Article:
3. Land use
    The vendor must disclose a description of any easement, covenant, or other restriction affecting the land and particulars of any failure to comply with them. If these types of restrictions are registered, they are usually disclosed by attaching copies of the dealings on title to the vendor statement. However some restrictions are created on the registration of the plan when the property was originally subdivided and accordingly you should check the copy of the registered plan for any restrictions like easements and covenants. If the restrictions are unregistered, copies of the documents should be attached to the vendor statement. Easements and other encumbrances to the water authorities are often not registered on title and so you should insist on the vendor attaching a water information statement to the vendor statement. It is also common for properties in newer estates to be subject to unregistered building covenants however these are often missing from vendor statements.
    The vendor must also disclose:
  • if the land is in a bushfire prone area, details of which are usually included in a building certificate or a bushfire area search provided by Land Services Online;
  • if there is no access to the property by road;
  • planning information such as the name of the planning scheme and authority, zoning and overlays, usually provided by attaching a planning certificate to the vendor statement.
  1. Notices
    The vendor must disclose details of any notices or orders from government or authorities that affect the land. In practice, vendor’s lawyers or conveyancers often put the onus on the vendor to disclose these rather than ordering the searches. We recommend that you ask the vendor to attach a Vic Roads certificate and the EPA certificate to the vendor statement so you can check whether or not the property is affected by compulsory acquisitions such as proposed road widening, or chemical contamination. We recommend you ask the vendor for a building certificate to check if the local authority has issued any show cause notices or orders regarding demolition of unapproved structures.
  2. Building permits
    The vendor must disclose the particulars of any building permit issued in the preceding 7 years. This is usually disclosed by attaching a building certificate to the vendor statement. A building certificate will show details of any building permits or final inspection certificates issued in the preceding 10 years. We recommend that you ask the vendor to attach a building certificate to the vendor statement if you think there has been any work done in the preceding 7 years. If a building permit has been issued but there is no final inspection certificate, you should undertake further due diligence about how to obtain a final inspection certificate for the completed works. You can also order a building plan documentation search from the local authority that will include a full history of the building’s records held by the local authority.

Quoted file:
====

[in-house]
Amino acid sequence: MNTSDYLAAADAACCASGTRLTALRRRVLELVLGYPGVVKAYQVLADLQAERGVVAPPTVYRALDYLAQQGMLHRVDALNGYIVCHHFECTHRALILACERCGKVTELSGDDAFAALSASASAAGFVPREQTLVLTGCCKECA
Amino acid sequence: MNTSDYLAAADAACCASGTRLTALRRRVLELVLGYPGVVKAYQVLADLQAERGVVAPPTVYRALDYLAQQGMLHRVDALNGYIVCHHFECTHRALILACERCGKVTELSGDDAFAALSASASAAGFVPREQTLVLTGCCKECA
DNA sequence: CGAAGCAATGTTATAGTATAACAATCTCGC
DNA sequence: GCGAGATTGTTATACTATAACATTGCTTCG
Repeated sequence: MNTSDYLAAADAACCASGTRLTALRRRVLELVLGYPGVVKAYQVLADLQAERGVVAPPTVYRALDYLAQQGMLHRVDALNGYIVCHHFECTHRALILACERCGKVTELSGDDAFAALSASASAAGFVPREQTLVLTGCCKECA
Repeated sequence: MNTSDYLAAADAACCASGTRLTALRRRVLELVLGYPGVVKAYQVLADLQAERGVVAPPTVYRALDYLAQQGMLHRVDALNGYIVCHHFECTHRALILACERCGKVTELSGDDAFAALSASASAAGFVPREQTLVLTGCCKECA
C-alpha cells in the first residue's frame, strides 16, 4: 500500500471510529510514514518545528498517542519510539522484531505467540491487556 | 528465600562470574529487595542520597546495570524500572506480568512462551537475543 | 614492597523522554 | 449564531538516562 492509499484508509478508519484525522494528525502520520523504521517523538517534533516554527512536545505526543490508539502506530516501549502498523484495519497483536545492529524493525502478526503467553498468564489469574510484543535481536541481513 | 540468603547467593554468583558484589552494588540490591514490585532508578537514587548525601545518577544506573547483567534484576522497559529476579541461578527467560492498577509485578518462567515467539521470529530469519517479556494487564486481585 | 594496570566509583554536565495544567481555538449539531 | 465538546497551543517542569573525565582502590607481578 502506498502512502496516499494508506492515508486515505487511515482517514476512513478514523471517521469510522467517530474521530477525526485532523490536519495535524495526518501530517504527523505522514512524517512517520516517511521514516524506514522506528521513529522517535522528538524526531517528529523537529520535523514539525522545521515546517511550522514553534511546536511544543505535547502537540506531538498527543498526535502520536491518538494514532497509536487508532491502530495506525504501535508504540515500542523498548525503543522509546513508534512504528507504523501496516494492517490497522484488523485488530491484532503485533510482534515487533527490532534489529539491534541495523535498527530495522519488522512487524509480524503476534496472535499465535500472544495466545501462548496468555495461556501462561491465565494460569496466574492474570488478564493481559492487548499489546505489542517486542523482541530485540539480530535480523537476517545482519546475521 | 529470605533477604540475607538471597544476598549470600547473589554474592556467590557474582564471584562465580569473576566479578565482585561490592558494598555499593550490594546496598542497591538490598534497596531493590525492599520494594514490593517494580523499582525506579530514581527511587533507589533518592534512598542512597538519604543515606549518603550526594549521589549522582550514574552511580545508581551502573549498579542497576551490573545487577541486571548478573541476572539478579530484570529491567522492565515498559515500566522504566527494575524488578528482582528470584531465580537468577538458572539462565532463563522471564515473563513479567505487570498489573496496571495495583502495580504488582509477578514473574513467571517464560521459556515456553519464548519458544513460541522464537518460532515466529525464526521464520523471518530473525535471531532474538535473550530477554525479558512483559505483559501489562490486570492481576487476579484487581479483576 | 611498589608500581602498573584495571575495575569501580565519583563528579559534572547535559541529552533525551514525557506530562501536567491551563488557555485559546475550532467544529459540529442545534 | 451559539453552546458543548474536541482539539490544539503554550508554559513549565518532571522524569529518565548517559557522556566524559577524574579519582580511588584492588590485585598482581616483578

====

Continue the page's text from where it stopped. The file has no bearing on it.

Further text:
3. Owner’s corporation information
    If the property is affected by an owner’s corporation then the vendor must disclose the information prescribed by the Owner’s Corporation Act. This is usually done by attaching a section 151 owner’s corporation certificate to the vendor statement.
  4. Non-connected services
    The vendor must specify if any of the following services are not connected to the land (and operational): electricity, gas, water, sewerage, telephone.
  5. Evidence of title
    The vendor must attach (for registered land) a copy of the register search statement and a diagram location that identifies the land. This is done by attaching a title search and a copy of the registered plan. If the vendor is not the registered owner, e.g. the vendor is an executor of a deceased estate, then the vendor must provide evidence of the vendor’s right to sell the property (e.g. a copy of the will or grant of probate). We recommend that you also ask for a copy of the previous transfer dealing to be attached to the vendor statement, as it will reveal if any additional land should be transferred e.g. a car park space or storage area.

General comments on what to look out for in a vendor statement

Many of the disclosures under section 32 of the Sale of Land Act require the vendor to provide particulars. Particulars does not mean copies of the documents. Particulars are often incomplete or inaccurate and the only way to check these are accurate is to obtain the relevant property search or certificate. It is common for vendors and their legal representatives to try to reduce their costs by not attaching some of the property searches or certificates.

Disclaimer This information is general in nature only and does not constitute legal advice. Lawlab accepts no liability for the content of this information. You should obtain legal advice specific to your individual circumstances. Lawlab’s liability is limited by a scheme approved under Professional Standards Legislation.
Richie Muir
Richie Muir
Legal Director

Richie is an experienced and commercially astute lawyer specialising in property law. He leads lawlab’s team of legal advisors and is the go-to problem solver for complex or unusual matters.  Having spent many years living and studying in Europe he now calls Brisbane home. Outside of work he juggles his time helping bring up his 2 young daughters, playing football and developing property.